Denver has amassed a small but significant number of bars and restaurants doing craft cocktails. It’s not uncommon for the neighborhood local to have a few copper mugs behind the bar for a proper moscow mule, a few julep tins are even lurking in unexpected corners. Unfortunately, Manhattans are still being shaken to death and garnished with nuclear cherries, sour mix creeps into margaritas and daiquiris, but cocktail offenses aside, Denver is learning to drink well again.
It’s well within the bounds to riff on the classics creating something within the house style. One could have 15 different mojitos at 15 different bars and have all 15 of them be unique and delicious. Some cocktails demand consistency, their simplicity in preparation and ingredients is what makes the drink work. It’s arresting to see these cocktails listed on menus and see their preparation butchered and have people turned off from trying them forever.
Few cocktails have an understood spec like the Sazerac. To put it simply, there are Sazeracs, and there is everything else.
From the Savoy Cocktail book:
- 1 lump of sugar
- 1 dash Angostura or Peychana (sic) bitters
- 1 glass rye or Canadian Club Whisky
Stir well and strain into another glass that has been cooled and rinsed with one dash of absinthe and squeeze lemon peel on top.
From David A. Embury’s “The Fine Art of Mixing Drinks”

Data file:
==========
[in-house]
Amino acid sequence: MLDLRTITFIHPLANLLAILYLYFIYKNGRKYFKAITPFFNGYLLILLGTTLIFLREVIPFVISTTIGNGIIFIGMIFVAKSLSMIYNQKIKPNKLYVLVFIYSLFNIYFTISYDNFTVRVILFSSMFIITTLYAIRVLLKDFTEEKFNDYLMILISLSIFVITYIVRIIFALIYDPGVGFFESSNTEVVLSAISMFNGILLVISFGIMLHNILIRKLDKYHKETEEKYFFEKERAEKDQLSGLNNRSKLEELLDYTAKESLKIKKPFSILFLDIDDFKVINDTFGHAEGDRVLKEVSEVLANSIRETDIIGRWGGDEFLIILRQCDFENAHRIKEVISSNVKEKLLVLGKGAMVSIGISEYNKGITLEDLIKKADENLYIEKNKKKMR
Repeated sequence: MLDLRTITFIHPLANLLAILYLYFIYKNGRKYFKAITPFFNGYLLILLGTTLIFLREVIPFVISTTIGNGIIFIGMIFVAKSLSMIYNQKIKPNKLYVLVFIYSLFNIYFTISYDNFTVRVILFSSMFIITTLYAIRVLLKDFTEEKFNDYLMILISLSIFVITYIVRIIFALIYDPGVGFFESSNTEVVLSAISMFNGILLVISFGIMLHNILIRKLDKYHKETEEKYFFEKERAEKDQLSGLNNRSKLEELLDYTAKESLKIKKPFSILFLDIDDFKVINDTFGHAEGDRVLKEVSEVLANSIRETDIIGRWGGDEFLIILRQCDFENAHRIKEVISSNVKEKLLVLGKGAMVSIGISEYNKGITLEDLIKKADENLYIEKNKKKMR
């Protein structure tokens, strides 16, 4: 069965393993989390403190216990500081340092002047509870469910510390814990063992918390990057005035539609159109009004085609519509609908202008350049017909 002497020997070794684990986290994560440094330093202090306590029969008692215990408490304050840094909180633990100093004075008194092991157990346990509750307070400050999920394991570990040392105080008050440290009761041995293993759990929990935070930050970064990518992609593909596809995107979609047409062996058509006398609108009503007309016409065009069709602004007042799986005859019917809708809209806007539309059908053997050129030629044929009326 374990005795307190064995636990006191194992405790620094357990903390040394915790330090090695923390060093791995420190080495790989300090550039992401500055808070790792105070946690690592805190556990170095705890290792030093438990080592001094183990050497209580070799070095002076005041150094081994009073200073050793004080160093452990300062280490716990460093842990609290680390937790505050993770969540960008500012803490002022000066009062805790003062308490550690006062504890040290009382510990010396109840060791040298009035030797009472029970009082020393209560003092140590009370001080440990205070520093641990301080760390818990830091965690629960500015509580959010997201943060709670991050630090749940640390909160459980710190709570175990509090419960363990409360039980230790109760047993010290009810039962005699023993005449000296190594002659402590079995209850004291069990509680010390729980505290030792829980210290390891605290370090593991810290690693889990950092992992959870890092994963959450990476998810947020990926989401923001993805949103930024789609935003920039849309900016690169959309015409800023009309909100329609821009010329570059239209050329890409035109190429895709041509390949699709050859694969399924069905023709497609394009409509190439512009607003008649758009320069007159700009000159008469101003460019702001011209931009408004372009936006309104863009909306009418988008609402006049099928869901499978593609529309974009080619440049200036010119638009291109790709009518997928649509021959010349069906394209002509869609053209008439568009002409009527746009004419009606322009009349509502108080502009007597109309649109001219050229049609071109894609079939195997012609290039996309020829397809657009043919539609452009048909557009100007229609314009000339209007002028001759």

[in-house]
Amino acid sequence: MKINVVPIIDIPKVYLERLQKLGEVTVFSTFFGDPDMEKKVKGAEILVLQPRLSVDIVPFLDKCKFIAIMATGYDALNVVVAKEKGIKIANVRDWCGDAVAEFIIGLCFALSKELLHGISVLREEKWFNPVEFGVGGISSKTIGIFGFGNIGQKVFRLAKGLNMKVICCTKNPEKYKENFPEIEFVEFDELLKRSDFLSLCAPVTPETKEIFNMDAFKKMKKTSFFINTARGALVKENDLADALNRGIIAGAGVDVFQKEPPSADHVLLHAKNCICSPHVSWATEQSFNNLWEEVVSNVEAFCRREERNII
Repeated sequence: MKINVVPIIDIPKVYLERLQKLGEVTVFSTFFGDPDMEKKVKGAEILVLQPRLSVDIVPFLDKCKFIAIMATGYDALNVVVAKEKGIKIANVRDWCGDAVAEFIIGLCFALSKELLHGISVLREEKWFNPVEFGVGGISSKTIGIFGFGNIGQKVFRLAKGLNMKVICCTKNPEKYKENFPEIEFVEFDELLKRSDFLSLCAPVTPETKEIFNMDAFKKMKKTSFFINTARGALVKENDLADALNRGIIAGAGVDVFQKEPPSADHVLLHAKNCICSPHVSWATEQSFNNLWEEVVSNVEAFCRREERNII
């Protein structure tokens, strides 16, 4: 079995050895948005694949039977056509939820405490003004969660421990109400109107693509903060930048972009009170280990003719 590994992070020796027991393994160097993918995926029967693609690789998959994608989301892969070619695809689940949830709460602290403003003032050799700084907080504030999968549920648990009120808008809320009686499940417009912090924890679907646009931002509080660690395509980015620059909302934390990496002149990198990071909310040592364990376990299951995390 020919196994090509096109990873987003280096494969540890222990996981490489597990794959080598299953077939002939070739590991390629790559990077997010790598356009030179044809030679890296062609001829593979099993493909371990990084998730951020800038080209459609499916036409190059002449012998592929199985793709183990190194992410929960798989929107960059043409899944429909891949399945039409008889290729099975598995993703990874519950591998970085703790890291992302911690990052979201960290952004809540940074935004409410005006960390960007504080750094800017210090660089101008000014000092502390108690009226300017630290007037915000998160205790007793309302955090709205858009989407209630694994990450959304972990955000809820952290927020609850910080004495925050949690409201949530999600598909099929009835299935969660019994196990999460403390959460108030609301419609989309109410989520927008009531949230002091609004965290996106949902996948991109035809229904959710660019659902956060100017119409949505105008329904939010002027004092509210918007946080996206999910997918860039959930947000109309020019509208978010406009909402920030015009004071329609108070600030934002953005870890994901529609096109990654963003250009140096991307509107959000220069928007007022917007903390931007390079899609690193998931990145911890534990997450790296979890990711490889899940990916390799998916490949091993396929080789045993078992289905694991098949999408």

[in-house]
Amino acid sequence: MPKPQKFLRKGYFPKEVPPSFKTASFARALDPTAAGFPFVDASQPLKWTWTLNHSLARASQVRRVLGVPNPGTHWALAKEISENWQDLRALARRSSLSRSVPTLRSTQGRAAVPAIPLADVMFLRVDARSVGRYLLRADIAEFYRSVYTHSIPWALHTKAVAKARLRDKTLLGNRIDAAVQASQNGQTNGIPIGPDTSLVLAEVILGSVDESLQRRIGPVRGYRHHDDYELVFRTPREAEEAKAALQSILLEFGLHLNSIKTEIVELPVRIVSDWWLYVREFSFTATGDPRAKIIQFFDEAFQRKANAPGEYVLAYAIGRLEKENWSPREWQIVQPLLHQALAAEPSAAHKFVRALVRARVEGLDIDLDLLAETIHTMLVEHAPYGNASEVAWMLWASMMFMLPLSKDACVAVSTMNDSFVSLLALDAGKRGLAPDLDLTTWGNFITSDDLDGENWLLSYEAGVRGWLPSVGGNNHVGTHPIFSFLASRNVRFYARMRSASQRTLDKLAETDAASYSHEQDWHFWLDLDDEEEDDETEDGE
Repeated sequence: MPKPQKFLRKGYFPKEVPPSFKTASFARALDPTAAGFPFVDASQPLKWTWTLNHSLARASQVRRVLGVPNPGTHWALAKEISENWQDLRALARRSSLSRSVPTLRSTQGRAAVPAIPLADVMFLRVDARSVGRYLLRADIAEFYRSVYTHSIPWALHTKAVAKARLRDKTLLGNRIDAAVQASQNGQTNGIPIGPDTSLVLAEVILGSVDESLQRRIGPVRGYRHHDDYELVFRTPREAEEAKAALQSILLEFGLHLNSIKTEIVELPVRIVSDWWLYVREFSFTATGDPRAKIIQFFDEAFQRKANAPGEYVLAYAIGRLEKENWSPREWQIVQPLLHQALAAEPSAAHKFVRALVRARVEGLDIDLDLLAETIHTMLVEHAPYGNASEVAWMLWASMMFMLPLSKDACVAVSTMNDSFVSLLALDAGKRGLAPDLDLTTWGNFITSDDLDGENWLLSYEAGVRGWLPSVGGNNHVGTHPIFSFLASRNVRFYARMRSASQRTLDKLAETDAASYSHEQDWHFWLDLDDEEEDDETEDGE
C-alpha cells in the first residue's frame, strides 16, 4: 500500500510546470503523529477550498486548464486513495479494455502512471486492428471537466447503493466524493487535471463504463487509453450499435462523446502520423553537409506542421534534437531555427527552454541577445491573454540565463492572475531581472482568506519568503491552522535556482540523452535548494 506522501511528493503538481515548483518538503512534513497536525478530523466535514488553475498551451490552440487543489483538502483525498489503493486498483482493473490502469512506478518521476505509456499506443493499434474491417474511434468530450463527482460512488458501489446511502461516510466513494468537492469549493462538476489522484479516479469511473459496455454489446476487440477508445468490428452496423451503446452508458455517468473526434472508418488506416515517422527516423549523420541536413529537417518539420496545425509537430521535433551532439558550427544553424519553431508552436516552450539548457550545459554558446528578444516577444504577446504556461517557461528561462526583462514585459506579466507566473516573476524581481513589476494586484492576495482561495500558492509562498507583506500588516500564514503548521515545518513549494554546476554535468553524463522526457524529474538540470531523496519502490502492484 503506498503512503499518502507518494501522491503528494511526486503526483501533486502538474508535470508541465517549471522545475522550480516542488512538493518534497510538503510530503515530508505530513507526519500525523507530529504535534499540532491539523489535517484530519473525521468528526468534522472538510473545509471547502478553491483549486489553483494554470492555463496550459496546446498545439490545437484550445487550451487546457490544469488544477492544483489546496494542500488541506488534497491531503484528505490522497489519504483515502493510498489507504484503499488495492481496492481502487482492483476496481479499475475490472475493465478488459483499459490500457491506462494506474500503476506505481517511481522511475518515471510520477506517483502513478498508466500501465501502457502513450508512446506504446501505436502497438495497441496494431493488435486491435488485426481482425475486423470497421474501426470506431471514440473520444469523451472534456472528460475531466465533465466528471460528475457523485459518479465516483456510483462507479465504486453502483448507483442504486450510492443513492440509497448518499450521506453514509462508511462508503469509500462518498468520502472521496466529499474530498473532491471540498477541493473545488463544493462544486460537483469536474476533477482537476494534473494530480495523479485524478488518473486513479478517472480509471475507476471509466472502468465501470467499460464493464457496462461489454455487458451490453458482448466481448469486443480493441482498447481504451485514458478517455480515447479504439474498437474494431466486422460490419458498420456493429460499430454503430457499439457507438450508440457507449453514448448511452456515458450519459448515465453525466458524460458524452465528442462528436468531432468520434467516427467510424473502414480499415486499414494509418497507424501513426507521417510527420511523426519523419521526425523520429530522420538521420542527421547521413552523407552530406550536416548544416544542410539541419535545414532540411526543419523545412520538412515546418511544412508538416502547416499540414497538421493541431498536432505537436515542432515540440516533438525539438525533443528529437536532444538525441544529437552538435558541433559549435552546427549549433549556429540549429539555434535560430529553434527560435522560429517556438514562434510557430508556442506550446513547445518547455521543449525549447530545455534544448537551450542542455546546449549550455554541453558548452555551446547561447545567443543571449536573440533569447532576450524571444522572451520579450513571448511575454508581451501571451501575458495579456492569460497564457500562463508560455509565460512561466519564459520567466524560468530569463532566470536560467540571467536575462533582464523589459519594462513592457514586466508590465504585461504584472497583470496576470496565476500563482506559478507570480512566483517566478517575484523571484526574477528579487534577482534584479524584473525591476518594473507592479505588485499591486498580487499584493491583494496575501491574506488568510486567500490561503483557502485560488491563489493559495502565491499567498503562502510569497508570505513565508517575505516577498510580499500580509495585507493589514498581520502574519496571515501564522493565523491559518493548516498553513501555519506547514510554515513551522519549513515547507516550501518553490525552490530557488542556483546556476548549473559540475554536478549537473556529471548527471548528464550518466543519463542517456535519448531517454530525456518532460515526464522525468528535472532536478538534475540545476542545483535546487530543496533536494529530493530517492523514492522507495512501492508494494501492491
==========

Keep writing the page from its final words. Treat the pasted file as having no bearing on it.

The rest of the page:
This is the Sazerac that we make at Colt & Gray
Fill a small Old-Fashiioned glasses with finely crushed ice and set aside to chill. Put into pre-chilled bar glass or pitcher for each drink:
- 1 teaspoonful Sugar Syrup (we use 1/2t rich syrup)
- 3 dashes Peychaud Bitters
- 2 to 2.5 ounces Whisky (2oz Old Overholt, or rye whisky of choice. Cognac can also be substituted)
Stir with large ice cubes until thoroughly chilled. Empty the Old-Fashioned glasses. Put 1 dash of abisnthe in each glass and twirl glasses until the inside is thoroughly rinsed with the absinthe, throwing out any excess liquid. Strain liquor into the chilled and rinsed glasses. Twist of strip of lemon peel over each drink and drop into glass for decoration (we discard the peel after releasing the oils for aesthetic reasons). Serve with a glass of ice water on the side as a chaser.
This is a cocktail that brings ritual to a whole new level. When made properly it’s glorious, when made callously it smells and tastes like the aborted step-child of Good & Plenty. The combination of sugar, bitters, and liquor puts it solidly in the Old-Fashioned camp of cocktail, the addition of absinthe could merit an “improved” distinction. Sazeracs are not served in cocktail glasses, and they aren’t served with ice. The ritual of rinsing out the glass with the absinthe is what makes this a drink, a bartender should never take short-cuts such as just seasoning the chilling ice, or adding the absinthe to the cocktail, embrace the ritual and be rewarded with a drink that is one of the oldest in the classical cannon.
Tags: absinthe, Angostura, barcode, cognac, colt gray, liquor, old fashioned, Old Overholt, peychaud bitters, Rye whiskey, savoy cocktail book, Sazerac, simple syrup, the fine art of mixing drinks, whiskey, Whisky